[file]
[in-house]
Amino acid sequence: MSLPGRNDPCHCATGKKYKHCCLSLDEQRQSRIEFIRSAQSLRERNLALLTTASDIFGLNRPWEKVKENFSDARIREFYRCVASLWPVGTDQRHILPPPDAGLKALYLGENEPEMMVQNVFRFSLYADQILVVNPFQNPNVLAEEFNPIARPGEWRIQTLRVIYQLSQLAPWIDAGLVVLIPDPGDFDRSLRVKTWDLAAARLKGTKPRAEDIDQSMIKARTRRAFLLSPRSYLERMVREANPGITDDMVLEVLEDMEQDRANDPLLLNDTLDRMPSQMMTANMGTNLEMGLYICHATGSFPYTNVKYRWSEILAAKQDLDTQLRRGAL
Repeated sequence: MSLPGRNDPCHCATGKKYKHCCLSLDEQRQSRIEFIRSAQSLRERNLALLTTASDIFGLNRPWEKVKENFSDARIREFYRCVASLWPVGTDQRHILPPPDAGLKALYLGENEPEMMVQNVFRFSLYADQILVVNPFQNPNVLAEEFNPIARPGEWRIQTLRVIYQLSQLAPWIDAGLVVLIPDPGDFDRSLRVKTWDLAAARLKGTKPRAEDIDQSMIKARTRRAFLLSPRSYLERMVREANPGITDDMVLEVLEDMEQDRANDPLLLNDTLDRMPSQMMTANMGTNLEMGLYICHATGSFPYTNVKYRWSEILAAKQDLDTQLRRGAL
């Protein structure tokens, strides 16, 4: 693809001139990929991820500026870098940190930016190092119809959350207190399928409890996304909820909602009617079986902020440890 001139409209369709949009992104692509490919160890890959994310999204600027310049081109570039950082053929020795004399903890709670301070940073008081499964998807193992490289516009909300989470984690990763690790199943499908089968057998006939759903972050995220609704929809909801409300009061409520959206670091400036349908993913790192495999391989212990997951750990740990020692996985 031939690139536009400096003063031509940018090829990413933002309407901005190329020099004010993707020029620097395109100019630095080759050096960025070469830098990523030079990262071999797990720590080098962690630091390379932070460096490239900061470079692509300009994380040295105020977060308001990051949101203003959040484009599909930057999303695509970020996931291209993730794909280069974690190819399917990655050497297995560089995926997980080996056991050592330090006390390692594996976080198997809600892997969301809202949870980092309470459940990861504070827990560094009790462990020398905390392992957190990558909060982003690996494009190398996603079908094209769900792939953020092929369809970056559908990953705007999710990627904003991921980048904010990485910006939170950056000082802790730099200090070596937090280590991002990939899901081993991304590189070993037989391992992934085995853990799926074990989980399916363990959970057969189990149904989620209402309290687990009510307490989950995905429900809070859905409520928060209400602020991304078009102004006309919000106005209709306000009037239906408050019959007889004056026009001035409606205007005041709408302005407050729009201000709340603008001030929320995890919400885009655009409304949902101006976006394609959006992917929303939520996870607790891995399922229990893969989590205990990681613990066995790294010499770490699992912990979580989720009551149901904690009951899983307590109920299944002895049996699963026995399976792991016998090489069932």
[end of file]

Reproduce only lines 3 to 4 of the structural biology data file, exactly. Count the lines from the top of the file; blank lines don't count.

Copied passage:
Repeated sequence: MSLPGRNDPCHCATGKKYKHCCLSLDEQRQSRIEFIRSAQSLRERNLALLTTASDIFGLNRPWEKVKENFSDARIREFYRCVASLWPVGTDQRHILPPPDAGLKALYLGENEPEMMVQNVFRFSLYADQILVVNPFQNPNVLAEEFNPIARPGEWRIQTLRVIYQLSQLAPWIDAGLVVLIPDPGDFDRSLRVKTWDLAAARLKGTKPRAEDIDQSMIKARTRRAFLLSPRSYLERMVREANPGITDDMVLEVLEDMEQDRANDPLLLNDTLDRMPSQMMTANMGTNLEMGLYICHATGSFPYTNVKYRWSEILAAKQDLDTQLRRGAL
């Protein structure tokens, strides 16, 4: 693809001139990929991820500026870098940190930016190092119809959350207190399928409890996304909820909602009617079986902020440890 001139409209369709949009992104692509490919160890890959994310999204600027310049081109570039950082053929020795004399903890709670301070940073008081499964998807193992490289516009909300989470984690990763690790199943499908089968057998006939759903972050995220609704929809909801409300009061409520959206670091400036349908993913790192495999391989212990997951750990740990020692996985 031939690139536009400096003063031509940018090829990413933002309407901005190329020099004010993707020029620097395109100019630095080759050096960025070469830098990523030079990262071999797990720590080098962690630091390379932070460096490239900061470079692509300009994380040295105020977060308001990051949101203003959040484009599909930057999303695509970020996931291209993730794909280069974690190819399917990655050497297995560089995926997980080996056991050592330090006390390692594996976080198997809600892997969301809202949870980092309470459940990861504070827990560094009790462990020398905390392992957190990558909060982003690996494009190398996603079908094209769900792939953020092929369809970056559908990953705007999710990627904003991921980048904010990485910006939170950056000082802790730099200090070596937090280590991002990939899901081993991304590189070993037989391992992934085995853990799926074990989980399916363990959970057969189990149904989620209402309290687990009510307490989950995905429900809070859905409520928060209400602020991304078009102004006309919000106005209709306000009037239906408050019959007889004056026009001035409606205007005041709408302005407050729009201000709340603008001030929320995890919400885009655009409304949902101006976006394609959006992917929303939520996870607790891995399922229990893969989590205990990681613990066995790294010499770490699992912990979580989720009551149901904690009951899983307590109920299944002895049996699963026995399976792991016998090489069932």